SOUTH SUDAN AND KENYA SIGN PIPELINE DEAL
Within days of reaching agreement with hostile neighbour Khartoum Sudan over the fees on transporting South Sudans oil to Port Sudan for export said to have been literally forced down South Sudans throat by Western governments and subsequently the most expensive such deal ever costing the South some 12 billion US Dollars over the lifespan of the 3 year agreement has South Sudan reacted to provide for alternatives from 2015 onwards. In a deal announced today did they sign a major deal with Kenya, to build a 2.000 kilometre long pipeline to the planned port of Lamu, where an oil export terminal will be constructed to facilitate the loading and shipping of crude oil.
South Sudan had earlier in the year halted oil production and exports completely following the discovery that Khartoum Sudan had systematically stolen Southern oil on a large scale, only to claim it was their right in order to recover phantasy charges demanded for the transit of the black gold.
When attaining independence over 75 percent of the united Sudans oil reserves went to the South Sudan, leaving Khartoum reeling from the sudden deficit of readily available cash used to pay for arms, ammunition and to reward regime friendly militias doing the dirty work for them and soon afterwards started a series of aerial bombings of Southern territory, eventually prompting a sharp reaction from the Juba government. It resulted in the brief repatriation of Abyei, a state still awaiting their chance for an independence referendum as are South Kordofan and Blue Nile states, where ethnic cleansing of a massive scale has taken place over the past year, perpetrated by the same methods used by the regime in Darfur and previously in the South when the Southern African population was still treated literally like slaves.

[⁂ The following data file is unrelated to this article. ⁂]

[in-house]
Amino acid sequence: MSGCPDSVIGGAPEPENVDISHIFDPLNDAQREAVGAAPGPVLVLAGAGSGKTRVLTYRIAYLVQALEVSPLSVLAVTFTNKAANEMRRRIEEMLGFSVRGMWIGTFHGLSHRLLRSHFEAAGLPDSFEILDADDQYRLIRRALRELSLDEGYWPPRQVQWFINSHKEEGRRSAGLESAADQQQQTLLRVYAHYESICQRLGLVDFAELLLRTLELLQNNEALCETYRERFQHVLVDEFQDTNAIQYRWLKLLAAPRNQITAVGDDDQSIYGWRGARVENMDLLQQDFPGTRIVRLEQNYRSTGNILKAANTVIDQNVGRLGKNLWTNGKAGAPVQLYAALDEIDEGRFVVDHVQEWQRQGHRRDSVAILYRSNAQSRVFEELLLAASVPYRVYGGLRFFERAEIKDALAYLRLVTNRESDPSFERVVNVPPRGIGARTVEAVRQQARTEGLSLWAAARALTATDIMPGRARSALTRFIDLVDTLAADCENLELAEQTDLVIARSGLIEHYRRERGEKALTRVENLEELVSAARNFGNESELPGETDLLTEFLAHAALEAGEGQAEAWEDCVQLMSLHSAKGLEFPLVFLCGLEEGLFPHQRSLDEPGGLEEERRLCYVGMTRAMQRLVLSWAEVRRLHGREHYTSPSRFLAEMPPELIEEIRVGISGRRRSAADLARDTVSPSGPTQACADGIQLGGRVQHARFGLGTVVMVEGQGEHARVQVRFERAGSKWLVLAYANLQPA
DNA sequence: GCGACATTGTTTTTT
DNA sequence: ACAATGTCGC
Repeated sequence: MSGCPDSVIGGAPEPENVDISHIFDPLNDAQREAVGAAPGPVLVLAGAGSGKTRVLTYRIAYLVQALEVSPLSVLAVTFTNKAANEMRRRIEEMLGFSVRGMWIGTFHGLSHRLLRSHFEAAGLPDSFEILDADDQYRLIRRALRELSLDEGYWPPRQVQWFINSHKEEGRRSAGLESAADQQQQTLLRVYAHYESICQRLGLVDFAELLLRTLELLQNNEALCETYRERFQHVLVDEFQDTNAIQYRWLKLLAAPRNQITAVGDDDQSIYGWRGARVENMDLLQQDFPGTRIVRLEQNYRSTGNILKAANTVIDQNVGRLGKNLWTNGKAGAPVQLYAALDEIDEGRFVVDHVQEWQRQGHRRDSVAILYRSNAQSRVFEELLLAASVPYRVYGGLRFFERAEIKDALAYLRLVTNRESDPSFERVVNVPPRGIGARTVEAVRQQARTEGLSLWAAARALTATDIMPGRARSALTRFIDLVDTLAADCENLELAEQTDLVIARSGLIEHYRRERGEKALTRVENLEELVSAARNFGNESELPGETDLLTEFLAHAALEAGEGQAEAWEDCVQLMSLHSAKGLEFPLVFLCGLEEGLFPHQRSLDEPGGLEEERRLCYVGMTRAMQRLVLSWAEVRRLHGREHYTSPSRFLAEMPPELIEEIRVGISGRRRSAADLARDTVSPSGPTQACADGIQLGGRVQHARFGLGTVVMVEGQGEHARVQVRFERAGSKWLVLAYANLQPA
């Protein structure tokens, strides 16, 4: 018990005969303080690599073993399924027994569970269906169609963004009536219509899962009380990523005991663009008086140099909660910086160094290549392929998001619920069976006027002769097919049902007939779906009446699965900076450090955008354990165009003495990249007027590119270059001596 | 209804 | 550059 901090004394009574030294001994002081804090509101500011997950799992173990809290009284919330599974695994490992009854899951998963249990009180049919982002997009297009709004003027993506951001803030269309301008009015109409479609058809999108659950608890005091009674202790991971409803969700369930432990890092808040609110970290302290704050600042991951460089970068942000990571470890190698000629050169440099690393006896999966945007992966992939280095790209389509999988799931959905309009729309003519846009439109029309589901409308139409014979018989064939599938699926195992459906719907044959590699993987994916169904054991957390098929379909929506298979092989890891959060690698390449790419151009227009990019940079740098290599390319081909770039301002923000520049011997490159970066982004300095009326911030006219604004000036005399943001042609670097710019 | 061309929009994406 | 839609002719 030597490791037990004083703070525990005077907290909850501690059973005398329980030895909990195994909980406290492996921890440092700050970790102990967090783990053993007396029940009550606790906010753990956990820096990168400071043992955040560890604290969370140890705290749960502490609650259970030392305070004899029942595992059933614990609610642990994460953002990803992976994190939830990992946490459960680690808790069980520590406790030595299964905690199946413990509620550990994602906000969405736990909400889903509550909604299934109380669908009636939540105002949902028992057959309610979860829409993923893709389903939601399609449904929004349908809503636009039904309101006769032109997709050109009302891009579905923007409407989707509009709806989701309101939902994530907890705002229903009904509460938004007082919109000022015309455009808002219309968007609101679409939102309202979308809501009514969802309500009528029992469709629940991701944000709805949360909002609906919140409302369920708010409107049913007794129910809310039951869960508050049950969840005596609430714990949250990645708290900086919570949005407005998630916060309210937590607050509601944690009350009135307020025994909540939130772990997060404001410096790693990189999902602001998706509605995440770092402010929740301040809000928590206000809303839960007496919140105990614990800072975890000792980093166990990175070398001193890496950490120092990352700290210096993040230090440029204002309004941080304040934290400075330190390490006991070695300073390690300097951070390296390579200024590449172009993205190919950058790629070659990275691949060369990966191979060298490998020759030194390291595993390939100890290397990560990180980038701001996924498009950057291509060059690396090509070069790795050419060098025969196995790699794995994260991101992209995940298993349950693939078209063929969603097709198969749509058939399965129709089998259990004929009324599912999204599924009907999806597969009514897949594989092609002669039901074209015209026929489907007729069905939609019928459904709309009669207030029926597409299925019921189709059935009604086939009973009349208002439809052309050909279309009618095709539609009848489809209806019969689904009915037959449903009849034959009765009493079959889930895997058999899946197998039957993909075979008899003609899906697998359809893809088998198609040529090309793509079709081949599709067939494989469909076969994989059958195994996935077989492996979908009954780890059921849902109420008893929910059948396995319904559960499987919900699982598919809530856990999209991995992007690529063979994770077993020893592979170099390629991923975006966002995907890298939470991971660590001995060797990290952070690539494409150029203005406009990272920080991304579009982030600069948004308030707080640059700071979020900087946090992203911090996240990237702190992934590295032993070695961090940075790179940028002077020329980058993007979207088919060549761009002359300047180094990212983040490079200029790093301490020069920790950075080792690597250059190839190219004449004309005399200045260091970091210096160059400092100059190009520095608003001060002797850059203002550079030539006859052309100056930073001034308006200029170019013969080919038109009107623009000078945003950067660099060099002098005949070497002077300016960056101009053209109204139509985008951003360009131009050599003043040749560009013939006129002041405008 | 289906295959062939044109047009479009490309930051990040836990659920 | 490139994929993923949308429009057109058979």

The announcement in Nairobi of the pipeline deal will go a long way to restore confidence in the South Sudan of a brighter future, while Kenya can now be assured that the South Sudan oil pipeline will become reality along the LAPSSET corridor which will link Lamu port with Ethiopia and South Sudan by road, rail and pipeline. Construction is expected to commence in early 2013 and completion of the project is hoped for to take place before the present oil transit deal between South Sudan and Khartoum is expiring in 2015. Watch this space.